Structural insights into the modulation of synaptic adhesion by MDGA for synaptogenesis

July 11, 2017, The Korea Advanced Institute of Science and Technology (KAIST)
Model of MDGA1 action on Neuroligin-2-mediated inhibitory synapse organization. Neuroligins' postsynaptic membrane tran-synaptically interact with presynaptic Neurexins for synaptic development. MDGA1 (Red, Yellow and Blue) suppresses the development of inhibitory synapses by blocking the physical access of Neuroligin-2 (Cyan) to presynaptic neurexin1-β(Orange). Credit: KAIST

Synapses connected by various synaptic adhesion molecules are communication spaces between neurons for transmitting information. Among various synaptic adhesion molecules, neuroligins are arguably the most widely studied class of postsynaptic adhesion molecules, which mainly interact with presynaptic neurexins to induce excitatory or inhibitory synapse development. Recently, the membrane-associated mucin (MAM) domain-containing GPI anchor protein 1 (MDGA1) has been characterized as a key suppressor of Neuroligin-2/Neurexin-1β-mediated inhibitory synapse development, but how it acts remains a mystery.

In a recent issue of Neuron, published on June 21, 2017, a research team led by Professor Ho Min Kim at the Graduate School of Medical Science and Engineering of KAIST reported the three-dimensional structure of MDGA1/Neuroligin-2 complex and mechanistic insights into how MDGAs negatively modulate synapse development governed by Neurexins/Neuroligins trans-synaptic adhesion complex.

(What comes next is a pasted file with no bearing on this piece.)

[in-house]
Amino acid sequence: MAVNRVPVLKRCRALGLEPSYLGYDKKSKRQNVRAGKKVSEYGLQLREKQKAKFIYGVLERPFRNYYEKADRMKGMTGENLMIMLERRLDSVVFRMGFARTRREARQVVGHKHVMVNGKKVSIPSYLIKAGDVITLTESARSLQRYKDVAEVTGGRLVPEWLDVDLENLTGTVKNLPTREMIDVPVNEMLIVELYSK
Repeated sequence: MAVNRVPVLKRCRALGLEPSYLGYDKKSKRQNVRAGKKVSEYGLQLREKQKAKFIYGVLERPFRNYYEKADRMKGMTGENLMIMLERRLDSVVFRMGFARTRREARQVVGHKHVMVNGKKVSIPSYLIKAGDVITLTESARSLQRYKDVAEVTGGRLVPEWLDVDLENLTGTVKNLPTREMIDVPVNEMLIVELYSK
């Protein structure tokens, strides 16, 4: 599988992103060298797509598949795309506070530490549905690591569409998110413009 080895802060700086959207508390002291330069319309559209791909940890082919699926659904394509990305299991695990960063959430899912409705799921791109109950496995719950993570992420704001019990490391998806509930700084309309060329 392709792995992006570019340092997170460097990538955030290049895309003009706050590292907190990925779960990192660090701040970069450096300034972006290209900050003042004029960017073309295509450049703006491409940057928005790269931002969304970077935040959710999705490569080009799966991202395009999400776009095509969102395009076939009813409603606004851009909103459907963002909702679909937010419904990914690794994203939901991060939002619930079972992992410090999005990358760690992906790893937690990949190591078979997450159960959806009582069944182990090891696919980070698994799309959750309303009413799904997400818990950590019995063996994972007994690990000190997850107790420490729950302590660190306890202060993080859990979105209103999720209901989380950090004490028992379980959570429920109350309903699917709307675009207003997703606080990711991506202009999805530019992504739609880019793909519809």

MDGA1 consists of six Ig-like domains, the fibronectin type III repeat domain, and the MAM . The crystal structure of MDGA1/Neuroligin-2 complex reveals that they form the 2:2 heterotetrameric complex and only the Ig1-Ig2 domains of MDGA1 are involved in interactions with Neuroligin-2. The structural comparison between the MDGA1/Neuroligin-2 and Neurexin-1β/Neuroligin-1 complexes intriguingly indicates that the Neuroligin-2 region binding to MDGA1 largely overlaps with that of Neurexin-1β, but the interaction interface of the MDGA1/Neuroligin-2 complex is much larger than that of the Neurexin-1β/Neuroligin-1 complex. This explains why Neuroligin-2 binds more strongly to MDGA1 than Neurexin-1β, and how the favored MDGA1 binding to Neuroligin-2 sterically blocks the interaction between Neuroligin-2 and Neurexin-1β, which is critical for the suppression of inhibitory synapse development.